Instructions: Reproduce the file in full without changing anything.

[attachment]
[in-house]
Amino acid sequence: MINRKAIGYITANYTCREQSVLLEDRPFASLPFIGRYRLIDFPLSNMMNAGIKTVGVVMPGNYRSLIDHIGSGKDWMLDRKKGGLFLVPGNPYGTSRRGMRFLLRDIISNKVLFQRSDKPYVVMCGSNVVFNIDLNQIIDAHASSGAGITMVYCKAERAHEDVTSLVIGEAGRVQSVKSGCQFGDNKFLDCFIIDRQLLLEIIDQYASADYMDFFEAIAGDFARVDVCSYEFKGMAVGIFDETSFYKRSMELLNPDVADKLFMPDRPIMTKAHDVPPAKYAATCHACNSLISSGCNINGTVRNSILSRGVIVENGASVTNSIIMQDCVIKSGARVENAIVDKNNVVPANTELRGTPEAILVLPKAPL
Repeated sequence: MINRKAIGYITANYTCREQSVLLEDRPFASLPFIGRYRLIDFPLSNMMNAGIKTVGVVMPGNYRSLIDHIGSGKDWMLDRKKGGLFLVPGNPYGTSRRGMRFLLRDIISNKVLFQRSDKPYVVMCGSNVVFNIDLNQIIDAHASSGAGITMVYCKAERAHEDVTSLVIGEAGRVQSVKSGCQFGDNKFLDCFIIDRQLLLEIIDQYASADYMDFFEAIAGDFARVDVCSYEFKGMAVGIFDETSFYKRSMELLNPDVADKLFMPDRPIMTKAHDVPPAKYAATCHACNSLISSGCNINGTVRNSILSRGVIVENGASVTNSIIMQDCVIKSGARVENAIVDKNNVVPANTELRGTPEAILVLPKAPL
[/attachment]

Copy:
[in-house]
Amino acid sequence: MINRKAIGYITANYTCREQSVLLEDRPFASLPFIGRYRLIDFPLSNMMNAGIKTVGVVMPGNYRSLIDHIGSGKDWMLDRKKGGLFLVPGNPYGTSRRGMRFLLRDIISNKVLFQRSDKPYVVMCGSNVVFNIDLNQIIDAHASSGAGITMVYCKAERAHEDVTSLVIGEAGRVQSVKSGCQFGDNKFLDCFIIDRQLLLEIIDQYASADYMDFFEAIAGDFARVDVCSYEFKGMAVGIFDETSFYKRSMELLNPDVADKLFMPDRPIMTKAHDVPPAKYAATCHACNSLISSGCNINGTVRNSILSRGVIVENGASVTNSIIMQDCVIKSGARVENAIVDKNNVVPANTELRGTPEAILVLPKAPL
Repeated sequence: MINRKAIGYITANYTCREQSVLLEDRPFASLPFIGRYRLIDFPLSNMMNAGIKTVGVVMPGNYRSLIDHIGSGKDWMLDRKKGGLFLVPGNPYGTSRRGMRFLLRDIISNKVLFQRSDKPYVVMCGSNVVFNIDLNQIIDAHASSGAGITMVYCKAERAHEDVTSLVIGEAGRVQSVKSGCQFGDNKFLDCFIIDRQLLLEIIDQYASADYMDFFEAIAGDFARVDVCSYEFKGMAVGIFDETSFYKRSMELLNPDVADKLFMPDRPIMTKAHDVPPAKYAATCHACNSLISSGCNINGTVRNSILSRGVIVENGASVTNSIIMQDCVIKSGARVENAIVDKNNVVPANTELRGTPEAILVLPKAPL